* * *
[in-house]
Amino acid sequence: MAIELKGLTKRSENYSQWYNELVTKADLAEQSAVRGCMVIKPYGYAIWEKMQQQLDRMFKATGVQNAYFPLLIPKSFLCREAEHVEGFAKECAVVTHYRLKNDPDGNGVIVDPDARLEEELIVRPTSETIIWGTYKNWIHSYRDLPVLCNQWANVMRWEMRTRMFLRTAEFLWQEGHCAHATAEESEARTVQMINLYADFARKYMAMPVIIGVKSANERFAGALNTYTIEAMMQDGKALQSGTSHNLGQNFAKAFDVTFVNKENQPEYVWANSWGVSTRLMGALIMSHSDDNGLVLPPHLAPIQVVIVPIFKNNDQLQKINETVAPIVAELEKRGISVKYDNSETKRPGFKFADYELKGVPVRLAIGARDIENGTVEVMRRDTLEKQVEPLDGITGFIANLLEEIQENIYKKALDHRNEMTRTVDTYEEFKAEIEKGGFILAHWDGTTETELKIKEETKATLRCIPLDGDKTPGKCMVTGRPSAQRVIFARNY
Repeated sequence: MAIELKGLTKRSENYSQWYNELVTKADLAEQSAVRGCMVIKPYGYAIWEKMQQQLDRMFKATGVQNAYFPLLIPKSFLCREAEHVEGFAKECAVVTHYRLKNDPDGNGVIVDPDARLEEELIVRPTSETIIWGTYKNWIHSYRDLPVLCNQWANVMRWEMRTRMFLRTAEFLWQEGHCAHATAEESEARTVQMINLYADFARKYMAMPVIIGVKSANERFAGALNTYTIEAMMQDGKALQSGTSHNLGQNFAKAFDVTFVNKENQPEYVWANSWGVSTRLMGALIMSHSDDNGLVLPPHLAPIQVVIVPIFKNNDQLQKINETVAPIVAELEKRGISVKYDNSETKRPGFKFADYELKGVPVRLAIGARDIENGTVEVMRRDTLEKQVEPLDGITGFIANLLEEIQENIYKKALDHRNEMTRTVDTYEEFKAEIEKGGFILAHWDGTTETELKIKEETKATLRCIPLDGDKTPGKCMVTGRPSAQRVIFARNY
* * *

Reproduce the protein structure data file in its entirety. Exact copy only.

[in-house]
Amino acid sequence: MAIELKGLTKRSENYSQWYNELVTKADLAEQSAVRGCMVIKPYGYAIWEKMQQQLDRMFKATGVQNAYFPLLIPKSFLCREAEHVEGFAKECAVVTHYRLKNDPDGNGVIVDPDARLEEELIVRPTSETIIWGTYKNWIHSYRDLPVLCNQWANVMRWEMRTRMFLRTAEFLWQEGHCAHATAEESEARTVQMINLYADFARKYMAMPVIIGVKSANERFAGALNTYTIEAMMQDGKALQSGTSHNLGQNFAKAFDVTFVNKENQPEYVWANSWGVSTRLMGALIMSHSDDNGLVLPPHLAPIQVVIVPIFKNNDQLQKINETVAPIVAELEKRGISVKYDNSETKRPGFKFADYELKGVPVRLAIGARDIENGTVEVMRRDTLEKQVEPLDGITGFIANLLEEIQENIYKKALDHRNEMTRTVDTYEEFKAEIEKGGFILAHWDGTTETELKIKEETKATLRCIPLDGDKTPGKCMVTGRPSAQRVIFARNY
Repeated sequence: MAIELKGLTKRSENYSQWYNELVTKADLAEQSAVRGCMVIKPYGYAIWEKMQQQLDRMFKATGVQNAYFPLLIPKSFLCREAEHVEGFAKECAVVTHYRLKNDPDGNGVIVDPDARLEEELIVRPTSETIIWGTYKNWIHSYRDLPVLCNQWANVMRWEMRTRMFLRTAEFLWQEGHCAHATAEESEARTVQMINLYADFARKYMAMPVIIGVKSANERFAGALNTYTIEAMMQDGKALQSGTSHNLGQNFAKAFDVTFVNKENQPEYVWANSWGVSTRLMGALIMSHSDDNGLVLPPHLAPIQVVIVPIFKNNDQLQKINETVAPIVAELEKRGISVKYDNSETKRPGFKFADYELKGVPVRLAIGARDIENGTVEVMRRDTLEKQVEPLDGITGFIANLLEEIQENIYKKALDHRNEMTRTVDTYEEFKAEIEKGGFILAHWDGTTETELKIKEETKATLRCIPLDGDKTPGKCMVTGRPSAQRVIFARNY